- Ozone near the surface of the earth is known as tropospheric ozone, tropospheric ozone and bad ozone. That’s 10% of all the ozone on Earth.
- What happened to the ozone layer hole? † Discovery magazine
- It is developed from two sources:-
- From the stratosphere to the troposphere ozone is transported
- Reactions between nitrox ides and volatile organic compounds (the result of human activities)
- In the stratosphere, it is known as stratospheric ozone and fine ozone.
- Ozone in the stratosphere makes up 90% of the ozone on Earth. In the stratosphere, ozone is formed as a result of a reaction between UV radiation and oxygen molecules.
- O2 + UV = O + O
- The resulting oxygen atoms are highly reactive. Each of them can react with a different dioxygen molecule to form an ozone molecule.
- For example, UV radiation energy is used to break down oxygen molecules and create the ozone layer.
- O2 + O = O3
- Good stratospheric ozone acts as a protective shield for us because it can absorb harmful ultraviolet radiation effectively, resulting in the following benefits:
- Protects against skin diseases
- Protecting plants from various diseases and indirectly helping them maintain biogeochemical cycles.
- Supporting the phytoplankton population in the marine ecosystem
- Protection of many marine animals in the early stages of their development
What Causes Ozone Layer Depletion?
When certain chemicals produced by industrial and human activities reach the atmosphere and are exposed to UV light, chlorine and bromine are released.
This chlorine and bromine begin to destroy ozone molecules.
It should be noted that the natural production of ozone is much slower than the depletion due to chemicals produced by human activities. Chlorine atoms can destroy thousands of ozone molecules.
Chemicals that can deplete the ozone layer are called ozone-depleting substances (ODS).
Pay close attention to the chemical composition of chlorine and bromine.
How to prevent Ozone depletion?
International organizations were concerned about protecting the ozone layer from the SDGs in the 1970s and 1980s.
The Vienna Convention on Ozone Protection establishes international cooperation for the protection of the stratospheric oceans. In 1987, 149 countries signed the Montreal Protocol.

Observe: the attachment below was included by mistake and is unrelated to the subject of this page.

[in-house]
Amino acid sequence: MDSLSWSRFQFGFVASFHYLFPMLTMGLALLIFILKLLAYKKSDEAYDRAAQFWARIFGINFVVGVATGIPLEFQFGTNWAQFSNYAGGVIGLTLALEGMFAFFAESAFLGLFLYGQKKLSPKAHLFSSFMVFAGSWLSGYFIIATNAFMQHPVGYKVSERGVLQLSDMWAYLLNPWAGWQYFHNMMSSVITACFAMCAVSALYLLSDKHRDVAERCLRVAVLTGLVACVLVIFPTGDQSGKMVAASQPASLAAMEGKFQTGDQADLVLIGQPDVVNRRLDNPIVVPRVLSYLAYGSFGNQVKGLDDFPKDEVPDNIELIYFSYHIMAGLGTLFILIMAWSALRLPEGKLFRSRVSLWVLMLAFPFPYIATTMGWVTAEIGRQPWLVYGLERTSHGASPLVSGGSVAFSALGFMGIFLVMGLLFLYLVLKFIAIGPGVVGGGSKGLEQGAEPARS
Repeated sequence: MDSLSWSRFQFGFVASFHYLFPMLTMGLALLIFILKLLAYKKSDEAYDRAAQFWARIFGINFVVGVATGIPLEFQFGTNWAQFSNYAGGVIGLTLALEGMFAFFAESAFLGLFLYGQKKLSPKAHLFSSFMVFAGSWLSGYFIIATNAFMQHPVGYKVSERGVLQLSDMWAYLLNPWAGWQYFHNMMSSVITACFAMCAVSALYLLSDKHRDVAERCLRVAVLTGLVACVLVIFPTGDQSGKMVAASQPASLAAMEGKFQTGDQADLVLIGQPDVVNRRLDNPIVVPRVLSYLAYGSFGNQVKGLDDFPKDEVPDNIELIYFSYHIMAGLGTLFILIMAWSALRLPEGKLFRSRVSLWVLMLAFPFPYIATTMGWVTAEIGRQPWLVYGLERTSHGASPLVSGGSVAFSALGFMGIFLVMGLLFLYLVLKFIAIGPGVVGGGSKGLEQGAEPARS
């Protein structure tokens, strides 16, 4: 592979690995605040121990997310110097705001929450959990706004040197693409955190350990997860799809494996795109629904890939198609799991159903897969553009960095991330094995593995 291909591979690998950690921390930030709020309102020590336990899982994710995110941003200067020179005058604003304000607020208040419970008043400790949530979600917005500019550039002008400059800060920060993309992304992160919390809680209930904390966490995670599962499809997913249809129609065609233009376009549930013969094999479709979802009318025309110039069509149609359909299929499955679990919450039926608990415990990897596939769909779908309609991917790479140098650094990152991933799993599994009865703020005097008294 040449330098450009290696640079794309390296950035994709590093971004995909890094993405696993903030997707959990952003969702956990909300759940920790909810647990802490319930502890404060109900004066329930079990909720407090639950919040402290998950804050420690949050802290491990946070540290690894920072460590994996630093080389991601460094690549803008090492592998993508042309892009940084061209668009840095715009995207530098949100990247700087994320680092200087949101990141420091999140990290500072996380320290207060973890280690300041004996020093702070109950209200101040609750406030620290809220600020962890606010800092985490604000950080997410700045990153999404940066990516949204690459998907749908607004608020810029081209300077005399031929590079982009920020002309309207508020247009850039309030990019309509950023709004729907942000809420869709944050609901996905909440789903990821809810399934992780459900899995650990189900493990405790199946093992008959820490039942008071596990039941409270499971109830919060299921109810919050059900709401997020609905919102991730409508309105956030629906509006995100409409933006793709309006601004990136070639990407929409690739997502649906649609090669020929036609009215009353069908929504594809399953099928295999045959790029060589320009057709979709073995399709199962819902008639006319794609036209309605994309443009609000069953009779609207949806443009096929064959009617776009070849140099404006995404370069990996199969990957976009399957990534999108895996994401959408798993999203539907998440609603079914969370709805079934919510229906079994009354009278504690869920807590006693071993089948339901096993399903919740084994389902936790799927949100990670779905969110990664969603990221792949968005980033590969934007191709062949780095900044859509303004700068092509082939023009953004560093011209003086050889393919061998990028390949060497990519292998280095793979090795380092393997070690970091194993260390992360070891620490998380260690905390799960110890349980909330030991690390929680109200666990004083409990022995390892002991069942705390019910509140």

Early reports after the signing of the Montreal Protocol indicate that the ozone layer is severely weakened. Thus, in 1992, as part of the protests, an amendment was made to the provisions of the original 1987 agreement to halt the production of Halen in 1994, and in 1996 to halt the production of CFCs in developed countries.
Importance of Ozone Layer
The ozone layer consists of two layers of the atmosphere. The first 10% of ozone is in the troposphere and the remaining 90% is in the stratosphere. There are different types of sunlight that hit the earth and UV rays are harmful to the human body. The ozone absorbs harmful UV rays and prevents them from reaching the surface. In addition, ozone in the lower atmosphere absorbs a variety of gases.
It is almost impossible to live without ozone because without ozone you can get many diseases like skin cancer, eye diseases, and so on. Harmful UV rays can also harm plants and marine life. A recent study found that 97% of an Australian city’s curse had disappeared, leading to a significant loss of skin patients in the country.
Based on the above reasoning, we can conclude that the ozone layer is a protective layer necessary for the survival of life on Earth. It absorbs 95 percent of the sun’s harmful UV rays. Thus, without ozone, we are more susceptible to many health problems.
Every year World Ozone Day is celebrated on 16 September. The day will be used to spread awareness about ozone depletion and its consequences.